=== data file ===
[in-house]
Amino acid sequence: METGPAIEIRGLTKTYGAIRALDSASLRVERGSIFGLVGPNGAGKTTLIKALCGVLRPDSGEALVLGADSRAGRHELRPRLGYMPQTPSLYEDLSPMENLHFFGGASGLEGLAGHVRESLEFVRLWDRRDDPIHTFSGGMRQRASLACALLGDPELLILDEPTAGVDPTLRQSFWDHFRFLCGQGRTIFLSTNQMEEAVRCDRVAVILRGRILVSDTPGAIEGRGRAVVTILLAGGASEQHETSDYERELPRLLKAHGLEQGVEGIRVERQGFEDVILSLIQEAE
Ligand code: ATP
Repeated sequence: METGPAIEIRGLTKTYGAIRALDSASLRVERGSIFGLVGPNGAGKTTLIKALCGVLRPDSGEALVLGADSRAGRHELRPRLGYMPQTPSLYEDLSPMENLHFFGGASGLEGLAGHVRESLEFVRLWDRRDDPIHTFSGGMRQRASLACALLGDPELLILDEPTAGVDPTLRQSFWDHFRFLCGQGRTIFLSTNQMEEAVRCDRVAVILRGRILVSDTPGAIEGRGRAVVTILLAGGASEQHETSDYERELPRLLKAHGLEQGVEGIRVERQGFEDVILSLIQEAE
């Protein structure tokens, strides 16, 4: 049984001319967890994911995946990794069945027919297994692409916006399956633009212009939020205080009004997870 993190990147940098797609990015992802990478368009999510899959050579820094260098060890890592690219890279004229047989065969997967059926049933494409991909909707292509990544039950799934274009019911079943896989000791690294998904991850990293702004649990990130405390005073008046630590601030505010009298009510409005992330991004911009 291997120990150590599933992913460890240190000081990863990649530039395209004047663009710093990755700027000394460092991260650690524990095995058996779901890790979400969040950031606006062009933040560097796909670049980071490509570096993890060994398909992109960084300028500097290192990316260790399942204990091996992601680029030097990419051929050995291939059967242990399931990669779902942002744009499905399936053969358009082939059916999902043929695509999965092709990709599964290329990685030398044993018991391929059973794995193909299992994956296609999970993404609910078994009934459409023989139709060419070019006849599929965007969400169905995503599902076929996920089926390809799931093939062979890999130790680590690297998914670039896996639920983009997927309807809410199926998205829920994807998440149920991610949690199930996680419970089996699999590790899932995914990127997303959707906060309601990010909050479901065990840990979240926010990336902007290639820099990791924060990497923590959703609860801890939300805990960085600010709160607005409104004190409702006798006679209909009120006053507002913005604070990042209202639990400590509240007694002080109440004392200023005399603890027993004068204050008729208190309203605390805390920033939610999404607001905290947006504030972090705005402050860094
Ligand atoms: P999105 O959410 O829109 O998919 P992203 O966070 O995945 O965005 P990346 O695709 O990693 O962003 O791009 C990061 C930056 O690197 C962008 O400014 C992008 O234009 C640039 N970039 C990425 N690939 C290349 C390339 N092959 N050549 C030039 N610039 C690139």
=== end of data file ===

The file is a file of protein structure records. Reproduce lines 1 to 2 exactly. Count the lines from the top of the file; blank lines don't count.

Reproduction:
[in-house]
Amino acid sequence: METGPAIEIRGLTKTYGAIRALDSASLRVERGSIFGLVGPNGAGKTTLIKALCGVLRPDSGEALVLGADSRAGRHELRPRLGYMPQTPSLYEDLSPMENLHFFGGASGLEGLAGHVRESLEFVRLWDRRDDPIHTFSGGMRQRASLACALLGDPELLILDEPTAGVDPTLRQSFWDHFRFLCGQGRTIFLSTNQMEEAVRCDRVAVILRGRILVSDTPGAIEGRGRAVVTILLAGGASEQHETSDYERELPRLLKAHGLEQGVEGIRVERQGFEDVILSLIQEAE